Planning is EVIDENCE BASED law, coloured by local authority policies which are supported by evidence. Evidence provided by developers in support of claims for their application has either to be accepted or debunked. Evidence that demonstrates compliance with the NPPF, Local Plan, City Plan, Planning Brief, specific policy or whatever requirements must be robust. It is a contest when there are objectors. Best argument wins, in theory, just like in a court of law.
The Coalition Govt’s National Planning Policy Framework (NPPF) swept away decades of planning legislation, in order to reduce the planning system to about 50 pages of vague and highly debatable ‘guidance’. What it does is ask local authorities to decide what it means. This is not legally possible. If a decision goes to appeal, it is planning inspectors and judges employed by the government who decide and lawyers who argue the toss.
What local authorities provide is a Local Plan – a set of locally decided planning policies. What is provided below is a set of links to help you with planning applications if you are minded to do more than comment on parking and traffic and seriously wish to engage in order to get a result.
When an application is worked on, planning officers have to use both govt policy and local policy documentation along with input from official consultees and public consultees to establish what’s what and who is right and who is wrong and in the end whether an application does or does pass muster to be either granted by him/her under delegated powers or sent to the Planning Committee for decision, with a recommendation to either grant or refuse.
Please note that to get an application determined by councillors on the Planning Committee you have to ask your ward cllr to request it or there have to be more than 5 objections to the application. Petitions count as a single objection (one argument which a number of people agree with!).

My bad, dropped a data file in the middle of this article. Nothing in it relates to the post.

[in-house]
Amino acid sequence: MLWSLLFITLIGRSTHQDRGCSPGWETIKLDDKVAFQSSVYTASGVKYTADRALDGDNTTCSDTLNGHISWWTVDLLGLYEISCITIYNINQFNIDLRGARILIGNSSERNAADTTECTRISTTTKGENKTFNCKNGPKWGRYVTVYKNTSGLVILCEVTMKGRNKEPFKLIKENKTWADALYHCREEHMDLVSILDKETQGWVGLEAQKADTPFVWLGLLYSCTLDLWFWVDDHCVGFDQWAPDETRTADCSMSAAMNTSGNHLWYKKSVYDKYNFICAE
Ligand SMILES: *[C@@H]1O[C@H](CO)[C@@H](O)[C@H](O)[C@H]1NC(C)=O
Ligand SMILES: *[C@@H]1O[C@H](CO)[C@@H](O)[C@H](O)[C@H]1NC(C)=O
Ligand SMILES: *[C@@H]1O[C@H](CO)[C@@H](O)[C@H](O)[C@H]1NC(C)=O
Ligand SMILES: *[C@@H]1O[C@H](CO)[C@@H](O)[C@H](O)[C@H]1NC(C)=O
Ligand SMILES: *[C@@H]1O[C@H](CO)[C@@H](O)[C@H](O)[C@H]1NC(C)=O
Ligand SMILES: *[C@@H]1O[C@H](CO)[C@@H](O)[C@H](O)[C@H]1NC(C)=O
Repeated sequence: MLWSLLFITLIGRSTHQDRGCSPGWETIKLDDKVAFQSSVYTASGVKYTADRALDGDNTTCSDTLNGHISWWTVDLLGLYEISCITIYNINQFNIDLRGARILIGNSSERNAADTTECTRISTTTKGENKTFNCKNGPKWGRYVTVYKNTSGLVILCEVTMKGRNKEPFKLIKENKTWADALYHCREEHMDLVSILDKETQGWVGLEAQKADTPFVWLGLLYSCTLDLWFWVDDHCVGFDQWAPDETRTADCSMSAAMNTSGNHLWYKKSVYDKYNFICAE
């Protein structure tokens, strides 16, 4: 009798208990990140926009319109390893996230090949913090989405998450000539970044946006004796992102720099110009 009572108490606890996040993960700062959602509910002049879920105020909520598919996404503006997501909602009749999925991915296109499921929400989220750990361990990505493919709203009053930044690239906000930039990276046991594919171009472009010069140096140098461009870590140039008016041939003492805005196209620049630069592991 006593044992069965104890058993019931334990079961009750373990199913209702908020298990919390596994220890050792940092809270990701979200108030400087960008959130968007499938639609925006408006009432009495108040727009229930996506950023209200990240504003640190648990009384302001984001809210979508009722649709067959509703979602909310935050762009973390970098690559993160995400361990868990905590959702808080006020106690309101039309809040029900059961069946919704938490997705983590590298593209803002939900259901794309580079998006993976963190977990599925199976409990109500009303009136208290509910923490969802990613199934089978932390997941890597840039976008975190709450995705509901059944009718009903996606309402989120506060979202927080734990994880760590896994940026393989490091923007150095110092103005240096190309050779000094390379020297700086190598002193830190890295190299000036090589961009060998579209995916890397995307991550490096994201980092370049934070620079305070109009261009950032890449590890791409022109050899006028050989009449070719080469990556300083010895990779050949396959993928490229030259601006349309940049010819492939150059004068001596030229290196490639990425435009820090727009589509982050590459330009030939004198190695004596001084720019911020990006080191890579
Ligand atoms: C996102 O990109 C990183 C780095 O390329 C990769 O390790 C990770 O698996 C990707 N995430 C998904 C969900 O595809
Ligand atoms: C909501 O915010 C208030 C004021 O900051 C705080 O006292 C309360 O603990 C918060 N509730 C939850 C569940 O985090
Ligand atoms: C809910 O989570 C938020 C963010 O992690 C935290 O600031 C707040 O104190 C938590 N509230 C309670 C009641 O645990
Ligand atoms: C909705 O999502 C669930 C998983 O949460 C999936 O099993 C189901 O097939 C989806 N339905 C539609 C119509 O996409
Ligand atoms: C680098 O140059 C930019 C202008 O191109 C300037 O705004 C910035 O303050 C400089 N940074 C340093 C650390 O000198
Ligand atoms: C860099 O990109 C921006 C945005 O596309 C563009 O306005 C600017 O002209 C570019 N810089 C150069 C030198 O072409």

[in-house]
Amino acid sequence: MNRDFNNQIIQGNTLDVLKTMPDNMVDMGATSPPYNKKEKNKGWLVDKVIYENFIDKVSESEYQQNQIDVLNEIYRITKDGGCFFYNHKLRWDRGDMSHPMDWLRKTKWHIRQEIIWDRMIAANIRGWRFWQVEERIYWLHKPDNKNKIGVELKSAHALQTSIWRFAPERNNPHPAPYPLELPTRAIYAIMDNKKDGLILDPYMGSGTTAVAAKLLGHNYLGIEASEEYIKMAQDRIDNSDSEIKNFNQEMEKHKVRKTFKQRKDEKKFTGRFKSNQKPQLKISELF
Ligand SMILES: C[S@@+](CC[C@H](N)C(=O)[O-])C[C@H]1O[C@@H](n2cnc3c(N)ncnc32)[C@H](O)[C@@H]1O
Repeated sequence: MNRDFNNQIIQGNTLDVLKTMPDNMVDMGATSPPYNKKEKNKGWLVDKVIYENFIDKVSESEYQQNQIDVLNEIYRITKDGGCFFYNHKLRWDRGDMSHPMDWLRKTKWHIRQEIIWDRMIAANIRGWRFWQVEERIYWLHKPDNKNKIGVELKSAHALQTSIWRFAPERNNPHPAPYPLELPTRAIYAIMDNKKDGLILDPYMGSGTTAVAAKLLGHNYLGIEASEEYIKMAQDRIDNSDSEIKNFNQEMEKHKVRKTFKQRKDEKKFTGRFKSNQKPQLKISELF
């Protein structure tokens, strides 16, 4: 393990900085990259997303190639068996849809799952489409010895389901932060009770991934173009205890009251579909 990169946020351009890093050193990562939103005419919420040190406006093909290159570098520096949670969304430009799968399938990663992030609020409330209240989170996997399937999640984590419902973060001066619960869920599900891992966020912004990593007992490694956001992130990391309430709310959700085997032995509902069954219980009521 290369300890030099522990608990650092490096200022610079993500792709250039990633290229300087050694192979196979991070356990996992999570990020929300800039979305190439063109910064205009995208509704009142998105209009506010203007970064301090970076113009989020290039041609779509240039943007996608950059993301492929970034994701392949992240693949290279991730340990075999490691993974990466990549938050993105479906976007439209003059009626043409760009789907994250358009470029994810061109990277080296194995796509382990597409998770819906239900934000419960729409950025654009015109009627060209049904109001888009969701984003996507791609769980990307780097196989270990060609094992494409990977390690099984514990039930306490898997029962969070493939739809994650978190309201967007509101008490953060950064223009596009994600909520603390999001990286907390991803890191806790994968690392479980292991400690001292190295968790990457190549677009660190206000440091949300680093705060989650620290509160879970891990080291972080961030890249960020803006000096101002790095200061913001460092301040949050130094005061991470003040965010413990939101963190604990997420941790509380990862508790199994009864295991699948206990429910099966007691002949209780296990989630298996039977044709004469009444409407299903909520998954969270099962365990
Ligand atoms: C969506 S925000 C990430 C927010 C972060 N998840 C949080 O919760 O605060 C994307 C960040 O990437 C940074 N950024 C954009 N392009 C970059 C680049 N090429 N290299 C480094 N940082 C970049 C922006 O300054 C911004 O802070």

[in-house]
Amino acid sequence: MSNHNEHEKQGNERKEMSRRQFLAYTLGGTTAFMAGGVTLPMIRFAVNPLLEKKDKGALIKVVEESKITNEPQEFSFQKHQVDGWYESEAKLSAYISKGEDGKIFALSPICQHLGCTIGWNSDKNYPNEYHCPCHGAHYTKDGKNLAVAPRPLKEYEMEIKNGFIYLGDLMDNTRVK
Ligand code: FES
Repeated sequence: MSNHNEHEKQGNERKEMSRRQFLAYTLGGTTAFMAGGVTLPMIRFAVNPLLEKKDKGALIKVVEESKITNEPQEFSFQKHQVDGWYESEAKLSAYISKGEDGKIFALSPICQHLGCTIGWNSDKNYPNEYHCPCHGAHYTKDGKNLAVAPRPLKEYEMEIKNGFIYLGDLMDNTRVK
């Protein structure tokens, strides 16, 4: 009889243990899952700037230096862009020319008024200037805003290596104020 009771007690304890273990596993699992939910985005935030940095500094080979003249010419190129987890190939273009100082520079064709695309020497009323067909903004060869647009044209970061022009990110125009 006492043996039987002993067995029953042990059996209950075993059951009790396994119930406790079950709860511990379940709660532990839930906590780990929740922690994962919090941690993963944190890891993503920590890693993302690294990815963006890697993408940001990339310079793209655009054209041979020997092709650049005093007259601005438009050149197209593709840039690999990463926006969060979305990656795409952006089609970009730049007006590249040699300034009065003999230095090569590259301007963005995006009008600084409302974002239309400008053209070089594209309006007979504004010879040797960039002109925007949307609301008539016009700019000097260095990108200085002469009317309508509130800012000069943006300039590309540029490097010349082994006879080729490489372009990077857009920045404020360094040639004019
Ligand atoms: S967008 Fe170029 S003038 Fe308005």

1. Informative articles – http://planningblog.planningresource.co.uk/2012/04/23/dclgs-localism-doctrine-leaves-planners-picking-up-the-nppf-pieces/
2. The NPPF
3. The Local Plan (you quote individual policies in responses)
Please note that the NPPF is central government legislation and in order of precedence below it come: The Local Plan/City Plan. Planning Briefs can be raised, as and when necessary, for specific areas about to be developed or when special considerations are needed to inform developers of issues that they will have to address (like badgers, for instance) which would not normally be found in the Local Plan/City Plan – too specific. Character Statements, Supplementary Planning Guidance, Supplementary Planning Documents, or Notes are all produced which developers will be asked to comply with. SPG 15 is an example. It was raised when BHCC wanted to have and to formalise a tall building strategy to say where and how many would be allowable.
Worth being aware of all of them or looking at them to see how the system works just to get an idea of the work planning officers will be doing when judging planning applications. Members of the public rarely make use of these tools but they could make responses more valuable by making an argument that reflects one of the policies and then quoting it. State the ways in which the application either complies or fails to comply with the quoted policy. You will find all these subsidiary documents online on the council website Brighton & Hove City Council